Remembering Chicago Police Commander Paul R. Bauer
by Peter von Buol
18th District (Near North) Police Cmdr. Paul Bauer, 53, who was shot to death on Feb. 13 by an armed suspect who had been fleeing from police officers, is being remembered fondly by those who knew him.
“He was a policeman’s policeman and had the respect of the entire force. We had a close professional relationship and he cared deeply about serving his district,” said Ald. Michele Smith (43rd) in a written-statement on Feb. 14.
Named as the commander of the 18th District in July 2016, Bauer served more than 31 years on the city’s police force. Ironically, at the time of his death he was outside of the 18th district. Bauer had gone downtown for a training-session and was getting ready to attend a meeting with a group of aldermen. Despite his rank as a district commander, Bauer selflessly headed towards danger when a call went out for help.
His decision was not out of character. Bauer had long ago earned a reputation as someone who was passionate about serving the public, whether it meant confronting a dangerous armed suspect or meeting with concerned city residents.
“Commander Bauer made community-outreach a priority, attending countless meetings and hosting a monthly coffee with the commander meeting in his district. As a testament to his public service, he earned 67 various awards and honorable mentions, including two for crime reduction,” according to a written statement from Anthony Guglielmi, chief communications officer at the Chicago Police Department.
In November 2017, while speaking at the annual meeting of the River North Residents’ Association, Bauer had expressed frustration with recent changes in how suspects were being treated by Cook County’s criminal justice system.
Loop North News reporter Steve Dahlman recorded Bauer’s comments.
“Even when we catch somebody, there’s still a long way to go to get them off the street,” Bauer is recorded as saying in an on-line article posted on Feb. 14 by Loop North News.
At that meeting, Bauer complained about what he called was “a high bar to prosecution” and was especially dismayed the criminal justice system had become lenient with habitual offenders of violent crime. Not ironically, the man accused of killing Bauer had received multiple felony convictions.
“We’re not talking about the guy that stole a loaf of bread from the store to feed his family We’re talking about career robbers, burglars, drug dealers. These are all crimes against the community. They need to be off the street,” Bauer had said at the November meeting.
Among those singled out for criticism by Bauer was Cook County Sheriff Tom Dart. Bauer did not understand why the sheriff would have been proud of a policy that had resulted in a significant decrease in the inmate population at the Cook County Jail.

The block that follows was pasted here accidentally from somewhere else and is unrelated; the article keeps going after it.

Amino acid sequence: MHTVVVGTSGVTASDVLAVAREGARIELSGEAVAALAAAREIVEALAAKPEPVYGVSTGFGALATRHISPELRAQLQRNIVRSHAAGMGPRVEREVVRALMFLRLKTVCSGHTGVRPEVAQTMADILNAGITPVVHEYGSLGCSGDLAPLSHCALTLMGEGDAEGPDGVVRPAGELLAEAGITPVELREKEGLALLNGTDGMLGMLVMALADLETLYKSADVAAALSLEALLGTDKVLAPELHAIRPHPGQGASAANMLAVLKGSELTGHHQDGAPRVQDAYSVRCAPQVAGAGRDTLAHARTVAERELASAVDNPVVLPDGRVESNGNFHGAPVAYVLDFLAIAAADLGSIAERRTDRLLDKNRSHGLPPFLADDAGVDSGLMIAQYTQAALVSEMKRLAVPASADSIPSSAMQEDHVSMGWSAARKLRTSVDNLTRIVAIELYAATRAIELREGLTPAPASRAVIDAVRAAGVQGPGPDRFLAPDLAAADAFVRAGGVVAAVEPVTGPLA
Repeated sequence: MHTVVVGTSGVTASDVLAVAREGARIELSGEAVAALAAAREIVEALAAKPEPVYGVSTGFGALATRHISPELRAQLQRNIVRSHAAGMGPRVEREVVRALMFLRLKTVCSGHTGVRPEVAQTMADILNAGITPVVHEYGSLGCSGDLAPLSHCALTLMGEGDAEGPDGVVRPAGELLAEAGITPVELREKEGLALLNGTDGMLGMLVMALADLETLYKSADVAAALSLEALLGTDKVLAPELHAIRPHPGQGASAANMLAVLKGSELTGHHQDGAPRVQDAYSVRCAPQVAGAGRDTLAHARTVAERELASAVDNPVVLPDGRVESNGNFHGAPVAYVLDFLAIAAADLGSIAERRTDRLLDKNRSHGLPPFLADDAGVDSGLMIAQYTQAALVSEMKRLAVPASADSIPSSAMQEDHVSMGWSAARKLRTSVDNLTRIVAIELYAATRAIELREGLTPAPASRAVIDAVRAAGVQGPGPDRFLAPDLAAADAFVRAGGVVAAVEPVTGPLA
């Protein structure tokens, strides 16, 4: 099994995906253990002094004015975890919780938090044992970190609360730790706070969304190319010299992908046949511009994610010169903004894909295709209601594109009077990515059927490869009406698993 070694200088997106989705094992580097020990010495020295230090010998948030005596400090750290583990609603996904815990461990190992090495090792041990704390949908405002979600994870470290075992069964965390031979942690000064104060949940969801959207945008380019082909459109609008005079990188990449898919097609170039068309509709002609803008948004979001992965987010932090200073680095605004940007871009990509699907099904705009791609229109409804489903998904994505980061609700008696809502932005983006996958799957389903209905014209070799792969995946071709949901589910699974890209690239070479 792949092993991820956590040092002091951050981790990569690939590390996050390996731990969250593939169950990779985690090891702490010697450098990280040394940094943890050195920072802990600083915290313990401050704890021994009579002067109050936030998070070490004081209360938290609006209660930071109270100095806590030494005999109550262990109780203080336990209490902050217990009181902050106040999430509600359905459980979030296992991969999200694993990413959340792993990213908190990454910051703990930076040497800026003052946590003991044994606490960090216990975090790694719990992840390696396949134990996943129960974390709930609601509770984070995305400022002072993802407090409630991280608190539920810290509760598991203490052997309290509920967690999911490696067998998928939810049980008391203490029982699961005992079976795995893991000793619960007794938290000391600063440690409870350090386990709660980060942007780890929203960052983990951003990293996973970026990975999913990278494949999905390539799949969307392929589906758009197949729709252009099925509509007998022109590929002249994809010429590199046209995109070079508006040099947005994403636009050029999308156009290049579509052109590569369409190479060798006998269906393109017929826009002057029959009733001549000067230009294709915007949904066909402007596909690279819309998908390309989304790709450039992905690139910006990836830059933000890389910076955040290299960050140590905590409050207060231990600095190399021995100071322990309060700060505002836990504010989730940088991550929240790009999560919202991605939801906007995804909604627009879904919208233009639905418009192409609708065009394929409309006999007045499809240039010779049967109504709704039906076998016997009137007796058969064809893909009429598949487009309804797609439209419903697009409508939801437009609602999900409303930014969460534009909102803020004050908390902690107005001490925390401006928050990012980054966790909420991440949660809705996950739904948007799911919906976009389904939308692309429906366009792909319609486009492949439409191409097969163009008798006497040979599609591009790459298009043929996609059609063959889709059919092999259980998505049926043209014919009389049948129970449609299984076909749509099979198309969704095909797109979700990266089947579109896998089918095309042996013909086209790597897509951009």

“Maybe I’m jaded. I don’t think that’s anything to be proud of,” Bauer said, according to the article published by the Loop North News.
In February, Ald. Smith (43rd) praised the candor of Bauer and added he had been among the first to alert the city council about how changes in enforcement and prosecution had been negatively impacting the city.
“Commander Bauer was one of the first to alert us to the alarming trend of repeat juvenile offenders committing crimes in the 18th District and across the city. Ironically, the last conversation I had with him concerned looking at the numbers behind this trend and our plan to discuss what the data would yield. I am heartbroken for his family and our city. He will be sorely missed,” said Smith in a written statement.
In her February constituent newsletter, Smith observed that there had been 1200 arrests of juveniles in 2017 for gun-associated offenses. These offenses include unlawful use of a weapon, armed robbery, vehicular high-jacking and other violent offenses (not including murder, which is always treated as an adult offense).
“A large number of juveniles were immediately released, even though they were arrested for these violent offenses involving guns Forty-two percent of juveniles arrested for a gun-offense were rearrested in the same year. Of those, half of the arrests were for gun- related or other violent crimes. Of the 717 juveniles arrested for a gun-crime between January 1, 2017 and August 1, 2017, 123 of the re-arrests in the first seven months were for violent crimes and gun-cases. These ranged from battery to unlawful-use-of-a-weapon, aggravated hijacking and murder,” Smith added.
A resident of Bridgeport, Commander Bauer leaves behind his wife Erin and his 13-year-old daughter, Grace.
To donate to the Chicago Police Memorial Foundation in memory of Commander Bauer visit https://www.cpdmemorial.org.
To donate directly to the Bauer Family, a memorial fund has been established for fallen Chicago Police Commander Paul Bauer at the Chicago Patrolmen’s Federal Credit Union. If you would like to donate to this account, please visit any of our locations, or call 312-726-8814.
Checks can also be mailed to Chicago Patrolmen’s Federal Credit Union. Please make check payable to: Paul Bauer Memorial Fund.
Mail check to:
Chicago Patrolmen’s Federal Credit Union
Attn: Paul Bauer Memorial Fund
1407 W. Washington Blvd.
Chicago, IL 60607
For more information visit the Chicago Patrolman’s Federal Credit Union Website for more details. https://www.cpdfcu.com/bauer